Sen. Craig J. Zucker (D-Montgomery) made a motion to send the bill, which was up for a final vote Thursday, back to the Finance Committee for further consideration.

The committee chair, Sen. Delores G. Kelley (D-Baltimore County), pushed back.

“I think it would be kind of sad to recommit it,” Kelley said, adding that she felt it made sense to require future secretaries of aging to be familiar with a federal law that supplies the bulk of their agencies’ funding.

On a voice vote, the Senate sent the bill back to the Finance Committee.

Hettleman said she wasn’t surprised that it was recommitted and added that she doesn’t think the bill is likely to come back to the Senate before the end of session.

“I don’t think it was too prescriptive — but my colleagues disagreed,” Hettleman said.

Kelley said the bill was likely “dead” for the session.

Cybersecurity oversight changes

Also on Thursday, Senate Republicans criticized a pair of bills intended to strengthen the state’s cybersecurity program, saying the legislation was too complicated and pushed through too quickly.

Having just finished the debate on qualifications for the Aging secretary, Republicans said they were baffled about the need for strict qualifications, under one of the bills, for a top cybersecurity post.

House Bill 1202 generally codifies measures established under an executive order issued by Gov. Lawrence J. Hogan Jr. (R) in 2019, including making the state chief information security officer a permanent position and establishing candidate qualifications.

Senate Minority Leader Bryan W. Simonaire (R-Anne Arundel) said that — in light of the conversation about the bill that was sent back — it was interesting that the bill would require confirmation through the Executive Nominations Committee and also have so many requirements.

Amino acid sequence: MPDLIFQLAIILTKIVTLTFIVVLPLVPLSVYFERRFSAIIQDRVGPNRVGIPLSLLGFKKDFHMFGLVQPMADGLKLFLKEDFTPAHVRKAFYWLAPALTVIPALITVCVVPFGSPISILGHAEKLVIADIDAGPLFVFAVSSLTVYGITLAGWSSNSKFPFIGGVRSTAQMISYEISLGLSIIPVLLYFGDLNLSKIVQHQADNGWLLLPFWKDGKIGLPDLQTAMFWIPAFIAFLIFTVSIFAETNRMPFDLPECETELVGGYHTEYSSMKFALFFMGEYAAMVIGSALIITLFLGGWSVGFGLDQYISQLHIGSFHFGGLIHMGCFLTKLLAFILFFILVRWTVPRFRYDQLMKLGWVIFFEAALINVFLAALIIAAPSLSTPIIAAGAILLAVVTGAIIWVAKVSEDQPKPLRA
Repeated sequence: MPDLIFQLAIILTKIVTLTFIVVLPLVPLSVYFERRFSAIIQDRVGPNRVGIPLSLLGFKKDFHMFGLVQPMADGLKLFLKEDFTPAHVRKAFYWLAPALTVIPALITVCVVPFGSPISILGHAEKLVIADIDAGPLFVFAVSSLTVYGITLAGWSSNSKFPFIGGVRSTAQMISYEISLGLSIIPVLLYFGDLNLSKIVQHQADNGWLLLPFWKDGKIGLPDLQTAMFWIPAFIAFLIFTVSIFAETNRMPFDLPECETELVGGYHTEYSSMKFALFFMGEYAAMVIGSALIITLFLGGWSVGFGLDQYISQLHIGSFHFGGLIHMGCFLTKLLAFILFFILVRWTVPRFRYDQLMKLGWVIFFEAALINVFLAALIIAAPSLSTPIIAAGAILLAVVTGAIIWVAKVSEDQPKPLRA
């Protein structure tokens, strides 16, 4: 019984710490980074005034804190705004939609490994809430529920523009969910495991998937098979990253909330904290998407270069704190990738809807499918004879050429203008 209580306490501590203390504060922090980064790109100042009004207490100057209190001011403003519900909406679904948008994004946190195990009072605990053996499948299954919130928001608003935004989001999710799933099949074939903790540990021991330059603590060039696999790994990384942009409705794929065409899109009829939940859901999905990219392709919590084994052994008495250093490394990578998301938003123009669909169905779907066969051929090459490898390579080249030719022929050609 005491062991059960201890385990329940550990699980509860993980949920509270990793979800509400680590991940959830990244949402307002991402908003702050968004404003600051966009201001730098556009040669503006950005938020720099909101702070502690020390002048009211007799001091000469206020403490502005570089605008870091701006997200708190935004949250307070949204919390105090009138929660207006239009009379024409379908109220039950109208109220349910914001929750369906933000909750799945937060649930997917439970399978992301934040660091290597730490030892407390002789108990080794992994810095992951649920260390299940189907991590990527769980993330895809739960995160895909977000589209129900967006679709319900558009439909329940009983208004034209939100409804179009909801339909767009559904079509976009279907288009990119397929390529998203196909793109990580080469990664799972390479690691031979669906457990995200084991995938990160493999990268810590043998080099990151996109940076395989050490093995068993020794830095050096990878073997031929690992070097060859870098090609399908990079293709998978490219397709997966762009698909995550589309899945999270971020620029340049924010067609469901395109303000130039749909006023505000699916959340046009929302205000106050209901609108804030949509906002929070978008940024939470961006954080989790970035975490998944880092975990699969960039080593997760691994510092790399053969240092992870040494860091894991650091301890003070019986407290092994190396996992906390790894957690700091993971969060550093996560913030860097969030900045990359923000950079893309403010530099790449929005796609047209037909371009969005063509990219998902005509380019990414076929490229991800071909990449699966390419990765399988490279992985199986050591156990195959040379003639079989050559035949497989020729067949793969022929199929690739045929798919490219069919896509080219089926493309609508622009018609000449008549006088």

Under that bill, the chief information security officer must have a bachelor’s degree and appropriate cybersecurity or information technology certifications, as well as experience with:

  • Identifying and assessing security controls;
  • Infrastructure, systems engineering and cybersecurity; and
  • Technical security management, security operations centers and incident response in cloud networks.

Additionally, candidates are required to have extensive knowledge of concepts, best practices, and procedures in information technology and cybersecurity and security regulations and legislation.

“I think some of them are very specific,” Simonaire said. “Why put it so specific in the law that [it] would make the pool smaller, that we possibly can’t get the best person and leave it up to the [Executive Nominations Committee]?”

Sen. Katie Fry Hester (D-Howard), a co-chair of the ​​Joint Committee on Cybersecurity, Information Technology, and Biotechnology who defended the bill on the Senate floor, said the qualifications were added as a House amendment, after consulting with experts from around the United States.

“Furthermore, it’s not a secretary position,” she said. “It’s a highly technical cybersecurity position.”

The bill received preliminary approval in the Senate Thursday evening and is expected to receive final approval on Friday.